We’re here in Jordan to work with a local NGO called Reclaim Childhood, an organization that uses sport to empower and educate girls. Often, the practices and leagues set up by Reclaim Childhood represent the only opportunity these girls have to leave their house in order to play, exercise, express themselves, and learn important lessons in a safe space. Their all-female staff and coaches are courageous, intelligent, empathetic, compassionate – and inspirational. The highlight of the week was having the opportunity to visit the coaches in action – and seeing a field full of smiling, happy, vibrant young girls. This, more than anything, shows that the efforts of Reclaim Childhood’s brave coaches are worthwhile, and that their programs are having a positive impact.

    The week of training in Amman was an amazing experience. The CAC coaches and myself were able to work with a group of people who are passionate, thoughtful, and genuinely dedicated to creating positive change in their respective communities. I’m grateful for the chance to get On-Field with CAC, and to meet some of the local partners who make this work so worthwhile.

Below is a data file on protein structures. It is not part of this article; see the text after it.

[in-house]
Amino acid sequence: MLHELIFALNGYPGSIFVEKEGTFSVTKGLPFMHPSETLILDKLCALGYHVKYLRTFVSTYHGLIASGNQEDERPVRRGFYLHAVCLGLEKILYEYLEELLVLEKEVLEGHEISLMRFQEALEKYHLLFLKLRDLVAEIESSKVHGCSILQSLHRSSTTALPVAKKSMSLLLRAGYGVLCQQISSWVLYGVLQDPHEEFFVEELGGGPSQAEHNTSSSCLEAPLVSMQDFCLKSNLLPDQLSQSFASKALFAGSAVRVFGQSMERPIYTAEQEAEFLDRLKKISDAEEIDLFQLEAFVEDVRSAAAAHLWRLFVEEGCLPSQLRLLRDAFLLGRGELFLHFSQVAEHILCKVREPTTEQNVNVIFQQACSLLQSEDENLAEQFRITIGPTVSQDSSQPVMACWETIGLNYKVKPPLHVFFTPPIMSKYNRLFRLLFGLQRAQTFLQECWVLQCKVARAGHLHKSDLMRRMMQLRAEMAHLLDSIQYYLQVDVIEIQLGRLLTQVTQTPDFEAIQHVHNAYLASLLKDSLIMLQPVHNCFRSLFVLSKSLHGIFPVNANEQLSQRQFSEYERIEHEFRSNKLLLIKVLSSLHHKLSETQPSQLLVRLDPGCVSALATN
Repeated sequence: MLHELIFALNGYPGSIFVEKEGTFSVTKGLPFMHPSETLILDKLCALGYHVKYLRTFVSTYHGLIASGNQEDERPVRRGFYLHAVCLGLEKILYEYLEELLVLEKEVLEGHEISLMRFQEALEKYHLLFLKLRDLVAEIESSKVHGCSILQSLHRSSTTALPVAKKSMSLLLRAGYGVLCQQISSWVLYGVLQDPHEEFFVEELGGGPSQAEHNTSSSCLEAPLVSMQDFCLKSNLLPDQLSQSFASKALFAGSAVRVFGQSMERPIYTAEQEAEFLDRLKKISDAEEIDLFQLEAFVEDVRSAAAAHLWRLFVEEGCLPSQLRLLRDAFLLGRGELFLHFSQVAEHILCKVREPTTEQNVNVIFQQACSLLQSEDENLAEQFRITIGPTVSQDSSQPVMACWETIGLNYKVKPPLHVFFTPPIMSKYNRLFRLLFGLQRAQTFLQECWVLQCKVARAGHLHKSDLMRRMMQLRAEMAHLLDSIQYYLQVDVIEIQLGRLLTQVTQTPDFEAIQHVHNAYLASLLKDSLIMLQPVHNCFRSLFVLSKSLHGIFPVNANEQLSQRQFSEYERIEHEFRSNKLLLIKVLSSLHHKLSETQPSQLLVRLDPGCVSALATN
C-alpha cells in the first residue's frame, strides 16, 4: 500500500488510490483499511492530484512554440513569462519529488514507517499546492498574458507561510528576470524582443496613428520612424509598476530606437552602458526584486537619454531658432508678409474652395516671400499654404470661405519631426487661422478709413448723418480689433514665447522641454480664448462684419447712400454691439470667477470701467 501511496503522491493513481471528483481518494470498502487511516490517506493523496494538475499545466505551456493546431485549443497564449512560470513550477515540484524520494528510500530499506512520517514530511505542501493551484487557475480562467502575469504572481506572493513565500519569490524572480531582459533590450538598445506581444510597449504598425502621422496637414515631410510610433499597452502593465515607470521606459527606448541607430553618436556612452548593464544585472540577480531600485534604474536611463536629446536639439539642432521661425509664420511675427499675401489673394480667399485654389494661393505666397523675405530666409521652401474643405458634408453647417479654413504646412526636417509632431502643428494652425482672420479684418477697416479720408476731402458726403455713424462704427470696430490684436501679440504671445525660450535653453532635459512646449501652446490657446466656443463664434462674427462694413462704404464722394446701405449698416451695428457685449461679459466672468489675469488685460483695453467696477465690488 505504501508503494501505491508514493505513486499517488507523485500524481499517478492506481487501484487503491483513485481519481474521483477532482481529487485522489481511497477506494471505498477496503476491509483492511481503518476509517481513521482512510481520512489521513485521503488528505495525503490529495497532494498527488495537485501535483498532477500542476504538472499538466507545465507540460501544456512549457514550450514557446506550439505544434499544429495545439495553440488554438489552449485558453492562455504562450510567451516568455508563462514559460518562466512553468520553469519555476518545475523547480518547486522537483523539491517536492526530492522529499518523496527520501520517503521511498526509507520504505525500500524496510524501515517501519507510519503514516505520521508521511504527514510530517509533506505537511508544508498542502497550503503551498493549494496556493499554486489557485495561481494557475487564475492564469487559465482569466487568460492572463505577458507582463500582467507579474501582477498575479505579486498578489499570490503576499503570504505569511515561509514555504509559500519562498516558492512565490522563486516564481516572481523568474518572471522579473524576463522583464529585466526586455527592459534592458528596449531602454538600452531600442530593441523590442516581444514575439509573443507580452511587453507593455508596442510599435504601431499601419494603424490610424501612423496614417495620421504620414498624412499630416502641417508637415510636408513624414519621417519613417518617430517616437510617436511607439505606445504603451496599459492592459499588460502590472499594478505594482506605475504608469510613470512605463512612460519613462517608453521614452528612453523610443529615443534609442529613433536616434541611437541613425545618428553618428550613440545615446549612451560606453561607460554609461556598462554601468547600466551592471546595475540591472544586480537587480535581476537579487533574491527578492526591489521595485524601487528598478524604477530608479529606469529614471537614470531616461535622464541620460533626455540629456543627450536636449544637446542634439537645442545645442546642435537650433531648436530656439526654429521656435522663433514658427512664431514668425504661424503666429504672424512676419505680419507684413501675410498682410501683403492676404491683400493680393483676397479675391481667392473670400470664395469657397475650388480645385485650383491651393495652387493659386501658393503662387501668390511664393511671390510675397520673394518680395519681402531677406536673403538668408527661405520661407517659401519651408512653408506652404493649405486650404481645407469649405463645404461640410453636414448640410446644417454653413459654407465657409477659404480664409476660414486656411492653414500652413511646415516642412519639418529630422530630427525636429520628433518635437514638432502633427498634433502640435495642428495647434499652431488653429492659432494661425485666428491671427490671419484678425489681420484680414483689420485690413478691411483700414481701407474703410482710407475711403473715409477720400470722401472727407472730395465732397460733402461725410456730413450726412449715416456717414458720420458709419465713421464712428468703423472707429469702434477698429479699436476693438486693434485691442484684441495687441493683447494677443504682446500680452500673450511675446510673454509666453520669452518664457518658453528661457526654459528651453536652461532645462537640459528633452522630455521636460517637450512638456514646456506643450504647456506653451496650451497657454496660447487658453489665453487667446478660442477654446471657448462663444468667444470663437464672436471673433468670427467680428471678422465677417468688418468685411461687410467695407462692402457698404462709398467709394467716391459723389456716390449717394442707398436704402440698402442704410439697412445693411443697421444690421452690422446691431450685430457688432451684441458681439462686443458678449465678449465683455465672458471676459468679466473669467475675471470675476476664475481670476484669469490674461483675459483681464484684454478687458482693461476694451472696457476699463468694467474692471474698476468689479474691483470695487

• Working Towards Equality with Refugees in the Middle East

    November 10th 2017. CAC Self-Directed Learning coach and Sustainability Strategist Jordan Stephenson discussed our first ever program in Beirut, Lebanon with ANERA

    This week Ian, Nora and I traveled to Beirut, Lebanon to work with our partner ANERA.

    The setting for our week was on the coast of the Mediterranean surrounded by large boulders protecting the land from the sea. The length of the training was longer than what I have previously experienced which allowed us to go deeper with the work and allow for more discussions and opportunity for learning to take place.